The case of friction or lack thereof when it comes to the Internet raises many moral and legal concerns. The most prominent example is modern social media and the challenges it faces when it comes to what is right or not. When you remove friction, many bad things happen alongside the good ones:
"Tech companies reported over 45 million online photos and videos of children being sexually abused", The New York Times, 2019
The Internet removes friction. Stuff happens much faster, much easier, much further than ever before in a way that is fundamentally different than it is in the analogue world. The economic implication of this is the zero marginal cost of transactions and lack of geographic barriers. The fact that there is no more friction makes it a hugely positive thing, but it is also a hugely negative thing. The lack of friction is not inherently good or inherently evil, and we need to be aware of that reality when designing new products and services.
"With the loss of friction, there is necessarily the loss of everything built on friction, including value, privacy, and livelihoods.", Ben Thompson, 2013
Technology is inherently amoral. It enables us, for example, to build communities gathered around specific causes, like for example the Bitcoin Subreddit. The removal of friction makes it easy to join like-minded groups. You go online and find the people who think the same as you do, and now you feel "Oh, I am not the only one thinking about that." This is how movements like the Flat Earth Society re-emerged in recent years. Like-minded groups don't need to be gathered around facts or moral causes, like for example homophobic groups.
Sometimes being in a community one gets blinded by the fact that everybody thinks the same and steers the community in one direction - like for example the Bitcoin Subreddit focusing on the superiority of BTC and its price movements instead of discussing future updates and improvements to the protocol. Suddenly we have a major problem of a split. Each cryptocurrency creates a community around it which gets very hostile towards other crypto projects as it grows. This phenomenon is not tied only to crypto. We see the same behaviour in sports, luxury brands and many other industries.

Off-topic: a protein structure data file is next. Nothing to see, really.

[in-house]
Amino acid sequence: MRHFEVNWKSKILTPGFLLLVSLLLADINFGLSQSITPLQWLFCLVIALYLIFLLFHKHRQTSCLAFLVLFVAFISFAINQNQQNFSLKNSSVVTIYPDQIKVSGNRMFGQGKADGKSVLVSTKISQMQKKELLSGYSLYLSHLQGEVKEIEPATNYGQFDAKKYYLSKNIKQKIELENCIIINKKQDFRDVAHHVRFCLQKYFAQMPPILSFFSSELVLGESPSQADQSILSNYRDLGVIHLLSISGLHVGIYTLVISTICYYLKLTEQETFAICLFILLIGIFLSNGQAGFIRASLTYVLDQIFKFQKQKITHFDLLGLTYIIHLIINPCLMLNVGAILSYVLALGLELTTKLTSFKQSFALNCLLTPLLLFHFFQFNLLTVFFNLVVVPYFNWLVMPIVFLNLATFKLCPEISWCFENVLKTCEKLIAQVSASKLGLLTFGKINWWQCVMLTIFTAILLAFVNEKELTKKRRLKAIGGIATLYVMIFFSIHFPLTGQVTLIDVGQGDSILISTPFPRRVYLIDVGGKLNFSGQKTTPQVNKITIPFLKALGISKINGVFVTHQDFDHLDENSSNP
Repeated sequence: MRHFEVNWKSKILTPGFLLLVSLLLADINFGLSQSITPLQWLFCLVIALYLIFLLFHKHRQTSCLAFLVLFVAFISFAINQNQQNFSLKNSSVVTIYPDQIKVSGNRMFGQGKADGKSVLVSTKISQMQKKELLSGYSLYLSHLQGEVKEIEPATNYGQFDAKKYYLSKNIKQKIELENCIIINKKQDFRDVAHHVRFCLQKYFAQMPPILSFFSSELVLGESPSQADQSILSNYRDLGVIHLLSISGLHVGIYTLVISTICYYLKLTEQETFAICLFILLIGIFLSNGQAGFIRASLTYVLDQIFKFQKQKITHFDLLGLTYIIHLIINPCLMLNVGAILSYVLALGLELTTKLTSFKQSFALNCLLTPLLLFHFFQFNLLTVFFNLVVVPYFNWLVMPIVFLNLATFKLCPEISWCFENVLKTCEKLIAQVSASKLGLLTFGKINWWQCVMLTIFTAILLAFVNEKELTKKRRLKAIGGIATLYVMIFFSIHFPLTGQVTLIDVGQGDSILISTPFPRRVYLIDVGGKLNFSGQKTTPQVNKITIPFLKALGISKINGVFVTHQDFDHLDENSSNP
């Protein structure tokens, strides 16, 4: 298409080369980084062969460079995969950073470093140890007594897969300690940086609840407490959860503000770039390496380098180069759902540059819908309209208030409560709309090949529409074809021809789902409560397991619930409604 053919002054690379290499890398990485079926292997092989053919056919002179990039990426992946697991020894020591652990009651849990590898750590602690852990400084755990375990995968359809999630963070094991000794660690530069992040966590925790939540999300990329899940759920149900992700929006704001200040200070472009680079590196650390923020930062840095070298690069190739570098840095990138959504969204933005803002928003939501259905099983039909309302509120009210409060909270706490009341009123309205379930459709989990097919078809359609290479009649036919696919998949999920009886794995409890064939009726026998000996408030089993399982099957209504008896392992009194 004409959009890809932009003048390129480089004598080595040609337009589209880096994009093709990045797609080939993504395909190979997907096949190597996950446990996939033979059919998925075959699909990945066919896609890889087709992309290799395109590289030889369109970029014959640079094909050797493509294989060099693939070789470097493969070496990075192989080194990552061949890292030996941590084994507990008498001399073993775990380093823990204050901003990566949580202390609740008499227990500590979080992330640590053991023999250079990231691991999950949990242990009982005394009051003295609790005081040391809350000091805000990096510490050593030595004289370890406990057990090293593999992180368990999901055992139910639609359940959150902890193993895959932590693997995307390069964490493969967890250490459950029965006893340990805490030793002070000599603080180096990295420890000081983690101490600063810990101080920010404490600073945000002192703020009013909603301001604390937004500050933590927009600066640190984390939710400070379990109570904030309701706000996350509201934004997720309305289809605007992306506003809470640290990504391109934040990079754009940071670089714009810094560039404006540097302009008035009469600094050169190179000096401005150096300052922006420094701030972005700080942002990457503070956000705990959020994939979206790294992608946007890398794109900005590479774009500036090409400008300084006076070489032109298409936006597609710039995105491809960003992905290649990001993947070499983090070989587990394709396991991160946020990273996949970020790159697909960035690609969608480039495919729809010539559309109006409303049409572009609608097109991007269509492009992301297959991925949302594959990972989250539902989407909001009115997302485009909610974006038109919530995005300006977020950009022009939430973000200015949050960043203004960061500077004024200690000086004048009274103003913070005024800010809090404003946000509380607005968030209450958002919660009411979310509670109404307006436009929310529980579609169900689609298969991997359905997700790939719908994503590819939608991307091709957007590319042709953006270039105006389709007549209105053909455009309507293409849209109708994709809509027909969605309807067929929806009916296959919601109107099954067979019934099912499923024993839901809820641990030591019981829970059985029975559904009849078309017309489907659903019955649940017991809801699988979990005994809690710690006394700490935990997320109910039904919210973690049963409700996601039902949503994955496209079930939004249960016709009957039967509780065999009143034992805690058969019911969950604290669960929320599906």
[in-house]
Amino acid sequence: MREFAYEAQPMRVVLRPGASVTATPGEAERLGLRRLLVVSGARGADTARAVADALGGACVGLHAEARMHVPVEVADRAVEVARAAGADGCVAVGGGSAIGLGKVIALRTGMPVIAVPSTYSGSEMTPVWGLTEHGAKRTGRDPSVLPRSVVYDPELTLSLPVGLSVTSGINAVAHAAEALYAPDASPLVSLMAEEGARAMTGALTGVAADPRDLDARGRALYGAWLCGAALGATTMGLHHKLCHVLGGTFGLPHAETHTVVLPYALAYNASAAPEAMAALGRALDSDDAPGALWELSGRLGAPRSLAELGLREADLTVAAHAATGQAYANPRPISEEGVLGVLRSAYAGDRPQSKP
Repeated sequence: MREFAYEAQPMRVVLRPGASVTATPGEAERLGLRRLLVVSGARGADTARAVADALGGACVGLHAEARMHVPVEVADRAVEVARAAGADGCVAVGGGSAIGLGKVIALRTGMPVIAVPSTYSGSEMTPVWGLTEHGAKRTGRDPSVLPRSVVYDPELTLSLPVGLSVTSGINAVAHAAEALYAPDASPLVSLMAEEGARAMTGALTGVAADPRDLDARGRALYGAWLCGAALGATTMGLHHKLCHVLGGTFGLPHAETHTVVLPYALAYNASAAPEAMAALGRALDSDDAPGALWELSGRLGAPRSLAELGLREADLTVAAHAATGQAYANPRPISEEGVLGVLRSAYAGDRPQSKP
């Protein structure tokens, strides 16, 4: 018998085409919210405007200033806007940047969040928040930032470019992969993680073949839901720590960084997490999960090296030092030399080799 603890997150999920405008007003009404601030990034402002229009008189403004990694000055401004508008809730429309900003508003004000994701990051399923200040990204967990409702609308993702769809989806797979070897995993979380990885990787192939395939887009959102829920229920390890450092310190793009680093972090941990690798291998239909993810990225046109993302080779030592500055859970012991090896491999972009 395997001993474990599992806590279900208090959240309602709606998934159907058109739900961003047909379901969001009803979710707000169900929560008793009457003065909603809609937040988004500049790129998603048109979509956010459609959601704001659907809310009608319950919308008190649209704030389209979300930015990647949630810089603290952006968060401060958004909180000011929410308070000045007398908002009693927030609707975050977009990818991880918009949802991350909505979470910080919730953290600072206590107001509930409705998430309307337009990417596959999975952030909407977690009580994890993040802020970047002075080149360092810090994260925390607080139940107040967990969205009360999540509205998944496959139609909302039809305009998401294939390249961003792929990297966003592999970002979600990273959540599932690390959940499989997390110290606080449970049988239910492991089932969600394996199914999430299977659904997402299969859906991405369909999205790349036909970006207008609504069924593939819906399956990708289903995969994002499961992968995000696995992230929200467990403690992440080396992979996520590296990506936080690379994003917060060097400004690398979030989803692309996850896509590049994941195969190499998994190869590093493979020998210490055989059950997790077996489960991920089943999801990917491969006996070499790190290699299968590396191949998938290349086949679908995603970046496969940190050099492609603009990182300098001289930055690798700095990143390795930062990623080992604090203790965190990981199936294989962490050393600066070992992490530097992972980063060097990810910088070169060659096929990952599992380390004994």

Friction could be something very useful in keeping society in order. Some people would also call it bureaucracy. What happens when you remove friction? Take, for example, the 2017 Initial Coin Offering (ICO) hype which ended up raising 7 billion dollars. Removing friction for listing tokens and investing in crypto startups resulted in the most significant upswing in the crypto market in 2018. The ease of creating useless tokens and contributing funds to these projects showed that friction is a significant factor when it comes to raising funds from crowd-investing. This was the first time where even a teenager was able to invest in digital assets. Of course, we would need to factor in the Venture Capital's (VC) irrational exuberance which is a result of searching for the next big thing in technology. Now, after global legislation managed to catch up with ICOs, they almost completely disappeared from the radar.
Friction and public Blockchains